In the world of finance one hears a great deal about SWIFT messaging services but what are they really. To fully understand this system it may help to step back to the beginning. SWIFT was founded in the early 1970s and was originally supported by only a handful of banks in a handful of countries. The objective was to develop common standards that could be applied to banking transactions and to develop a method of communicating the details.
SWIFT has since became the gold standard for financial messaging and now have thousands of banks on board in most of the countries in the world. Just to give a small example of how big and important the banking industry is to global commerce; on average over 15 million SWIFT messages are exchanged daily.
SWIFT itself does not get involved in the actual settlement of financial orders; these must be handled between the initial corresponding banks. Let’s look at a typical example of how SWIFT works, let’s analysis the purpose of SWIFT MT 799, MT999 and MT 760, all of which work in unison to complete the transaction, with one minor variance.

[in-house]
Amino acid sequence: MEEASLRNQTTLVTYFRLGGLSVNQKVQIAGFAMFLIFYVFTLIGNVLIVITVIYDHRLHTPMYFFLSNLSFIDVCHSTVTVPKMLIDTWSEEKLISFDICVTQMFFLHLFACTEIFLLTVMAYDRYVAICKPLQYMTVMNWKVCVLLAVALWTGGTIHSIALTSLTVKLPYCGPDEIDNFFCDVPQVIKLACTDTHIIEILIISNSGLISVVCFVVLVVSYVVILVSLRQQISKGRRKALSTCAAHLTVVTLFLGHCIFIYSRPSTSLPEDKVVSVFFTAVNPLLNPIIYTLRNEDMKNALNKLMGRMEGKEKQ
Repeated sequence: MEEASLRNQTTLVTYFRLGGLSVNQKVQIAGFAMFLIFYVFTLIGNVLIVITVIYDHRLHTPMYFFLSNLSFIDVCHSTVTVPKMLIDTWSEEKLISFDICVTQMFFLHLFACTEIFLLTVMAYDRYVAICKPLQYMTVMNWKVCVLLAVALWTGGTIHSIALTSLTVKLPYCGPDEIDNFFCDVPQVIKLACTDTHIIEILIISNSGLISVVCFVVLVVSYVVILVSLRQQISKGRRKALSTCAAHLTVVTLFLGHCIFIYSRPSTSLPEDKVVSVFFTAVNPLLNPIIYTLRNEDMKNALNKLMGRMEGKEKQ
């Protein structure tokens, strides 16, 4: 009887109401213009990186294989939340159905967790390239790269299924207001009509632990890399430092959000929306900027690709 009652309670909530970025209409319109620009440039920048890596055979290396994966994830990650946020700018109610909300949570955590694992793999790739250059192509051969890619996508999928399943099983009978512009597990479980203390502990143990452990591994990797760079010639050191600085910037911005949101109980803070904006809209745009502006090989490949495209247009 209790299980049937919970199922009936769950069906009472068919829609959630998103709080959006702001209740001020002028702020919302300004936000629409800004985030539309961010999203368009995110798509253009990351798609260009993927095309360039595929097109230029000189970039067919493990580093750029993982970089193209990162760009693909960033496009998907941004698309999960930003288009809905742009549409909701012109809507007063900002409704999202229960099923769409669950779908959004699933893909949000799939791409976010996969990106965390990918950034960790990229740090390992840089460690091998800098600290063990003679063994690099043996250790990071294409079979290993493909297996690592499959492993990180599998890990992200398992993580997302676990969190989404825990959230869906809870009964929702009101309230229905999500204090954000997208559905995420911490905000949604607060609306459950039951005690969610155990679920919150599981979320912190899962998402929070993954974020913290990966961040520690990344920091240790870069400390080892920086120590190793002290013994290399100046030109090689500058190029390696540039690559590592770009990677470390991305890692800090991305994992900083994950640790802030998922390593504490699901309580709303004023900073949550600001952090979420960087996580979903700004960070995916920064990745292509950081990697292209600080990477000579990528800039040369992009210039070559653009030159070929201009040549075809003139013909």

Major transactions in commodities especially can easily top many millions of dollars and of course the seller wants to know he will be paid by the buyer. Part of the negotiations usually involves the demand by the seller for a statement of proof of funds available from the buyer. To do this, the seller will approach a participating bank and request a SWIFT MT799. Upon the presentation of certain contract details, the bank can request information from the bank of the potential buyer, in other words; is there money in the account which can later be frozen to allow for eventual payment.
When the message used is SWIFT MT799, there are test keys automatically imbedded in the message, these are known as BKE authenticators. In some cases a MT799 can open the bank to liability so often the bank will demand considerable collateral in advance. As the objective is to get confirmation of proof of funds, it is possible to instruct the bank to use a SWIFT MT999 which is identical to the MT799 without the test code. As this means the message is unauthenticated, it has no value whatsoever unless it is subsequently confirmed with a separate test code.
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